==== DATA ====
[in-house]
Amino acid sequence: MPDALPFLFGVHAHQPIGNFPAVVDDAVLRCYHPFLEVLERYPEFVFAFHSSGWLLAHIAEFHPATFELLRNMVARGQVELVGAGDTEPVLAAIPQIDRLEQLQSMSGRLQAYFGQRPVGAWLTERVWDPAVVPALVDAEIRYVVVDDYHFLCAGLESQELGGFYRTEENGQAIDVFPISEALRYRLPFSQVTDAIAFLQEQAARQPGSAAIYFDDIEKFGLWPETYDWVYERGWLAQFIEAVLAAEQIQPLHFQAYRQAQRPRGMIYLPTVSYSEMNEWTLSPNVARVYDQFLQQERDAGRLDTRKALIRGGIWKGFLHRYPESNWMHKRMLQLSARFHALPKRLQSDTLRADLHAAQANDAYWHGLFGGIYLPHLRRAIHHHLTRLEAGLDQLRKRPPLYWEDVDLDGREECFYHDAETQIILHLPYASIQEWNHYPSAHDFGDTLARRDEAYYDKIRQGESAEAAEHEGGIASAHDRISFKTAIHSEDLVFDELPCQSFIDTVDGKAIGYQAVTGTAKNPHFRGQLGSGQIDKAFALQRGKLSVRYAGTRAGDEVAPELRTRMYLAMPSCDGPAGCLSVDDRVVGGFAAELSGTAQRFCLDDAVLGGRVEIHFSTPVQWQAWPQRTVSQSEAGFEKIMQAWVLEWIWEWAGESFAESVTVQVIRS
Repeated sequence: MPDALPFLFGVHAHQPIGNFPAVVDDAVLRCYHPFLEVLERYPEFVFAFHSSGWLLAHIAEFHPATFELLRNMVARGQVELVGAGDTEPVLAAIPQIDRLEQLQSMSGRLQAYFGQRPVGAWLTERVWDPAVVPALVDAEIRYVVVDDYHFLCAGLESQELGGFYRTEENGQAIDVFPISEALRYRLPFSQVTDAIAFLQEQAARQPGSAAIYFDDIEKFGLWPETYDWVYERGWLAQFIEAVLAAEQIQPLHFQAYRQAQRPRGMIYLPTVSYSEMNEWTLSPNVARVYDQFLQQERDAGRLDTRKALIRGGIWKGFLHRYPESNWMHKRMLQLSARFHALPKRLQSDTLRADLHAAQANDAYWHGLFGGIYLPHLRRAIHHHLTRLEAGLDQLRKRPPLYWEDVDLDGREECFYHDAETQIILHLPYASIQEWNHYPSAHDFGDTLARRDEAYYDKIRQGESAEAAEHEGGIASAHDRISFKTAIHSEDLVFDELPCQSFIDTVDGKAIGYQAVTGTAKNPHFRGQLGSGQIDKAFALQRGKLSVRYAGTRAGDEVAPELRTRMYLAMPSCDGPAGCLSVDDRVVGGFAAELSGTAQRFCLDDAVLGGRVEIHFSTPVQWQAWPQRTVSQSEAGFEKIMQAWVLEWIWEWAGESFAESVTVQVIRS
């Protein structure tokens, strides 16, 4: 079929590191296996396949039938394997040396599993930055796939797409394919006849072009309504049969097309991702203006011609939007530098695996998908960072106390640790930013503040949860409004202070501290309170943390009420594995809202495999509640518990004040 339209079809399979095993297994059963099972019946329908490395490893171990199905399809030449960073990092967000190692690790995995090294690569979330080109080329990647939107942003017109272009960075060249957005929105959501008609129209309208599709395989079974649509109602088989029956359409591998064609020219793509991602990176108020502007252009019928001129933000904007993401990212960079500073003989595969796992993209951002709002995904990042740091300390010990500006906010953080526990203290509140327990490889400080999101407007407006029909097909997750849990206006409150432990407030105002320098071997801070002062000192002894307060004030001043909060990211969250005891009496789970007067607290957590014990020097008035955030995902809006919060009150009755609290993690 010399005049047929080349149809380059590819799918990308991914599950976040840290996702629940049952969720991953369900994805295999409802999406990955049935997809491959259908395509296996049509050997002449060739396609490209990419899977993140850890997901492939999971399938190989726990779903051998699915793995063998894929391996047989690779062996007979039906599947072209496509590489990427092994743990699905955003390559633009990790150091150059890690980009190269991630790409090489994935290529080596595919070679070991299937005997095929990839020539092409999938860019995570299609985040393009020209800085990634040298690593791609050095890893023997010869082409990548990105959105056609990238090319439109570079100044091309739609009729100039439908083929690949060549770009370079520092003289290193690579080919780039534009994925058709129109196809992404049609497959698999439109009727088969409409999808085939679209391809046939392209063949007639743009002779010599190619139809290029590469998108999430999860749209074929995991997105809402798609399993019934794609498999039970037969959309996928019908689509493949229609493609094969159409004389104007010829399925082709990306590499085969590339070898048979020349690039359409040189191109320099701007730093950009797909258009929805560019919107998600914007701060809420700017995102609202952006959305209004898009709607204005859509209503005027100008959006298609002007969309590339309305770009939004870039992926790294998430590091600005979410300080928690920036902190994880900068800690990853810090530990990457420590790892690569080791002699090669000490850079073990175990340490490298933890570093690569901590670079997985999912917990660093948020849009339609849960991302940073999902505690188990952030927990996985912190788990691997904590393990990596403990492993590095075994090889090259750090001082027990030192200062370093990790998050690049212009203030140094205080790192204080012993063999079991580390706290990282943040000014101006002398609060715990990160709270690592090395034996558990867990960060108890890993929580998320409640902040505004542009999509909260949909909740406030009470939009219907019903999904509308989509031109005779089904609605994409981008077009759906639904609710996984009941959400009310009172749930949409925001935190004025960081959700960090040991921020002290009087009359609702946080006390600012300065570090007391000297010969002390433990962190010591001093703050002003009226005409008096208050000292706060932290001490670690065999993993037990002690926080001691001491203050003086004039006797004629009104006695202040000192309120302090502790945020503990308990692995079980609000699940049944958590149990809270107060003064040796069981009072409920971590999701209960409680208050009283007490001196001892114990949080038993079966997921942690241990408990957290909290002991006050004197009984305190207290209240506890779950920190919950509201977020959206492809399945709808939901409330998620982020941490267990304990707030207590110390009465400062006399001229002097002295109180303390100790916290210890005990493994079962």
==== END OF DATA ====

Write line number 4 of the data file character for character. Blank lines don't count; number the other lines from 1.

């Protein structure tokens, strides 16, 4: 079929590191296996396949039938394997040396599993930055796939797409394919006849072009309504049969097309991702203006011609939007530098695996998908960072106390640790930013503040949860409004202070501290309170943390009420594995809202495999509640518990004040 339209079809399979095993297994059963099972019946329908490395490893171990199905399809030449960073990092967000190692690790995995090294690569979330080109080329990647939107942003017109272009960075060249957005929105959501008609129209309208599709395989079974649509109602088989029956359409591998064609020219793509991602990176108020502007252009019928001129933000904007993401990212960079500073003989595969796992993209951002709002995904990042740091300390010990500006906010953080526990203290509140327990490889400080999101407007407006029909097909997750849990206006409150432990407030105002320098071997801070002062000192002894307060004030001043909060990211969250005891009496789970007067607290957590014990020097008035955030995902809006919060009150009755609290993690 010399005049047929080349149809380059590819799918990308991914599950976040840290996702629940049952969720991953369900994805295999409802999406990955049935997809491959259908395509296996049509050997002449060739396609490209990419899977993140850890997901492939999971399938190989726990779903051998699915793995063998894929391996047989690779062996007979039906599947072209496509590489990427092994743990699905955003390559633009990790150091150059890690980009190269991630790409090489994935290529080596595919070679070991299937005997095929990839020539092409999938860019995570299609985040393009020209800085990634040298690593791609050095890893023997010869082409990548990105959105056609990238090319439109570079100044091309739609009729100039439908083929690949060549770009370079520092003289290193690579080919780039534009994925058709129109196809992404049609497959698999439109009727088969409409999808085939679209391809046939392209063949007639743009002779010599190619139809290029590469998108999430999860749209074929995991997105809402798609399993019934794609498999039970037969959309996928019908689509493949229609493609094969159409004389104007010829399925082709990306590499085969590339070898048979020349690039359409040189191109320099701007730093950009797909258009929805560019919107998600914007701060809420700017995102609202952006959305209004898009709607204005859509209503005027100008959006298609002007969309590339309305770009939004870039992926790294998430590091600005979410300080928690920036902190994880900068800690990853810090530990990457420590790892690569080791002699090669000490850079073990175990340490490298933890570093690569901590670079997985999912917990660093948020849009339609849960991302940073999902505690188990952030927990996985912190788990691997904590393990990596403990492993590095075994090889090259750090001082027990030192200062370093990790998050690049212009203030140094205080790192204080012993063999079991580390706290990282943040000014101006002398609060715990990160709270690592090395034996558990867990960060108890890993929580998320409640902040505004542009999509909260949909909740406030009470939009219907019903999904509308989509031109005779089904609605994409981008077009759906639904609710996984009941959400009310009172749930949409925001935190004025960081959700960090040991921020002290009087009359609702946080006390600012300065570090007391000297010969002390433990962190010591001093703050002003009226005409008096208050000292706060932290001490670690065999993993037990002690926080001691001491203050003086004039006797004629009104006695202040000192309120302090502790945020503990308990692995079980609000699940049944958590149990809270107060003064040796069981009072409920971590999701209960409680208050009283007490001196001892114990949080038993079966997921942690241990408990957290909290002991006050004197009984305190207290209240506890779950920190919950509201977020959206492809399945709808939901409330998620982020941490267990304990707030207590110390009465400062006399001229002097002295109180303390100790916290210890005990493994079962």